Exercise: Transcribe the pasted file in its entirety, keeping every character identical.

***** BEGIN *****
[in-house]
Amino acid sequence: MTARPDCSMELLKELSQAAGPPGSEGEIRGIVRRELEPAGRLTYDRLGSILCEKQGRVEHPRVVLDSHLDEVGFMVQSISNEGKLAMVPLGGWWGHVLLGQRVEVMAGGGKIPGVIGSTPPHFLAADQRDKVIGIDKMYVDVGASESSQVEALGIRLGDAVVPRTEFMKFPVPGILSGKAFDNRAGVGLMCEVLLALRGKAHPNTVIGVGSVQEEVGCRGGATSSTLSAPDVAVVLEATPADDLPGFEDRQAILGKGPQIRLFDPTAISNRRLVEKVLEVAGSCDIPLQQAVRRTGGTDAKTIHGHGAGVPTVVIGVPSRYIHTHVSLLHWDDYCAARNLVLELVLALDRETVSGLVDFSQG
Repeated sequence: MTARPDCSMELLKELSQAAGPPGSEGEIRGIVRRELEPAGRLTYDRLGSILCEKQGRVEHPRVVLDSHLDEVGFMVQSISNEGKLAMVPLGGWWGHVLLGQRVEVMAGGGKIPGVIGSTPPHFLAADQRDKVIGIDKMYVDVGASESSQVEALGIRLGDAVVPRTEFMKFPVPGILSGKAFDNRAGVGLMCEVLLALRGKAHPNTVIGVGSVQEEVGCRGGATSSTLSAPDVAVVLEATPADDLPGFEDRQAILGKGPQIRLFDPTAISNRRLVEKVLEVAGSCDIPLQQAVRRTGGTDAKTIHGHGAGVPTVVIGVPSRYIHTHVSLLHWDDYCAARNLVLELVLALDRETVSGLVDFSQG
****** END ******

[in-house]
Amino acid sequence: MTARPDCSMELLKELSQAAGPPGSEGEIRGIVRRELEPAGRLTYDRLGSILCEKQGRVEHPRVVLDSHLDEVGFMVQSISNEGKLAMVPLGGWWGHVLLGQRVEVMAGGGKIPGVIGSTPPHFLAADQRDKVIGIDKMYVDVGASESSQVEALGIRLGDAVVPRTEFMKFPVPGILSGKAFDNRAGVGLMCEVLLALRGKAHPNTVIGVGSVQEEVGCRGGATSSTLSAPDVAVVLEATPADDLPGFEDRQAILGKGPQIRLFDPTAISNRRLVEKVLEVAGSCDIPLQQAVRRTGGTDAKTIHGHGAGVPTVVIGVPSRYIHTHVSLLHWDDYCAARNLVLELVLALDRETVSGLVDFSQG
Repeated sequence: MTARPDCSMELLKELSQAAGPPGSEGEIRGIVRRELEPAGRLTYDRLGSILCEKQGRVEHPRVVLDSHLDEVGFMVQSISNEGKLAMVPLGGWWGHVLLGQRVEVMAGGGKIPGVIGSTPPHFLAADQRDKVIGIDKMYVDVGASESSQVEALGIRLGDAVVPRTEFMKFPVPGILSGKAFDNRAGVGLMCEVLLALRGKAHPNTVIGVGSVQEEVGCRGGATSSTLSAPDVAVVLEATPADDLPGFEDRQAILGKGPQIRLFDPTAISNRRLVEKVLEVAGSCDIPLQQAVRRTGGTDAKTIHGHGAGVPTVVIGVPSRYIHTHVSLLHWDDYCAARNLVLELVLALDRETVSGLVDFSQG